The Role of Law Librarians in Legal Project Management

AALL Spectrum was kind enough to publish in their March 2012 edition my article called “Legal Project Management for Law Librarians” (PDF, 4 pages).

Legal project management (LPM) has already been a popular topic on SLAW for some time now (click here for past stories).

Although the foregoing article is a shortened version of my longer paper from last year entitled “Project Management in Law Firms: A New Role for Librarians?” available on my website, in the 10 months or so between articles I have seen a steady and growing interest in LPM in Canadian law firms, particularly because the incentives are client-focused: to meet client demand for better value and legal fee certainty.

In these articles, I identify the following 8 possible roles for law librarians in LPM:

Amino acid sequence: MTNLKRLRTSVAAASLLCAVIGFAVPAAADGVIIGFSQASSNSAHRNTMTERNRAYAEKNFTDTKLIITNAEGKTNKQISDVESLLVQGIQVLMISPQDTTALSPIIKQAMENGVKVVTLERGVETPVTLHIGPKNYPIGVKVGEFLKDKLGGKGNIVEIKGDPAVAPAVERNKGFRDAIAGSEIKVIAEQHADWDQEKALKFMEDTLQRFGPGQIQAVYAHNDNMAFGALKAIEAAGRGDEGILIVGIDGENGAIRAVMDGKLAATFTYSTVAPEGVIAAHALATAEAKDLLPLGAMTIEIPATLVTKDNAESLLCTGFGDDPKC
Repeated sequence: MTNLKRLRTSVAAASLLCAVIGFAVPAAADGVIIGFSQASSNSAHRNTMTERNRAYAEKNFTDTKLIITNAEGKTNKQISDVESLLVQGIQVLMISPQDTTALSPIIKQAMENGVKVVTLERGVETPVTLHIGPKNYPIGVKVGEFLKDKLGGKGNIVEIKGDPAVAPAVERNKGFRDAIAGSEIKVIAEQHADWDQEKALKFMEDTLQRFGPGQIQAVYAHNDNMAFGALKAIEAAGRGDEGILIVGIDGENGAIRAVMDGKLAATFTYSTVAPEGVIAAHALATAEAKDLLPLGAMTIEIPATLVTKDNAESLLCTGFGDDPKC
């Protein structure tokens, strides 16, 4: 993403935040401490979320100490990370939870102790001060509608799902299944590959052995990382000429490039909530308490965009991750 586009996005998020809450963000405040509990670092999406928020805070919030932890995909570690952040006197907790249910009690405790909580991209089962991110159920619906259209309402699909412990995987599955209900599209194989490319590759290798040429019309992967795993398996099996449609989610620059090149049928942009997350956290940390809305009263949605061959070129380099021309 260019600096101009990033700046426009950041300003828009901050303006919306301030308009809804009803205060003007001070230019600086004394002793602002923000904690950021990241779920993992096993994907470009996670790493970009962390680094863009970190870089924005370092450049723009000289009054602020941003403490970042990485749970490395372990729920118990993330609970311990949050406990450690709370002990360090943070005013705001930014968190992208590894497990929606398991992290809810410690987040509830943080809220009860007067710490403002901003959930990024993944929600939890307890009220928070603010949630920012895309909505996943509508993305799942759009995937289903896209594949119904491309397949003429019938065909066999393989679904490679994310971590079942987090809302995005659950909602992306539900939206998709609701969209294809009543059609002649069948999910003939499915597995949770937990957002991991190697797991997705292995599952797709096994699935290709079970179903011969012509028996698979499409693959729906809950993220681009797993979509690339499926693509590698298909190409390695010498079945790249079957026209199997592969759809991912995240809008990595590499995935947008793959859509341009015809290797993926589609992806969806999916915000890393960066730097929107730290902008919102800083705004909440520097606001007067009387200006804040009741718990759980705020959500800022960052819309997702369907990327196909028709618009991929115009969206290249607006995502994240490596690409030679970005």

• Providing education and current awareness on LPM
  • Assisting in the RFP process
  • Helping to develop checklists
  • Helping to embed precedents and research into project phases
  • Evaluating and training on LPM software
  • Supporting e-discovery management
  • Assisting with after-action reviews
  • Implementing project management on internal administrative projects

Whether you see LPM as merely an evolution of legal knowledge management or instead as a separate, distinct discipline, it is clear in my mind that there is a role to be played by law librarians. Even since the first article 10 months ago, I have been directly involved in 6 of these 8 LPM roles in my work to some extent (although I claim no personal success – some of this stuff is hard to do). I therefore encourage law librarians to leverage their skills to support LPM within their firms or organizations.

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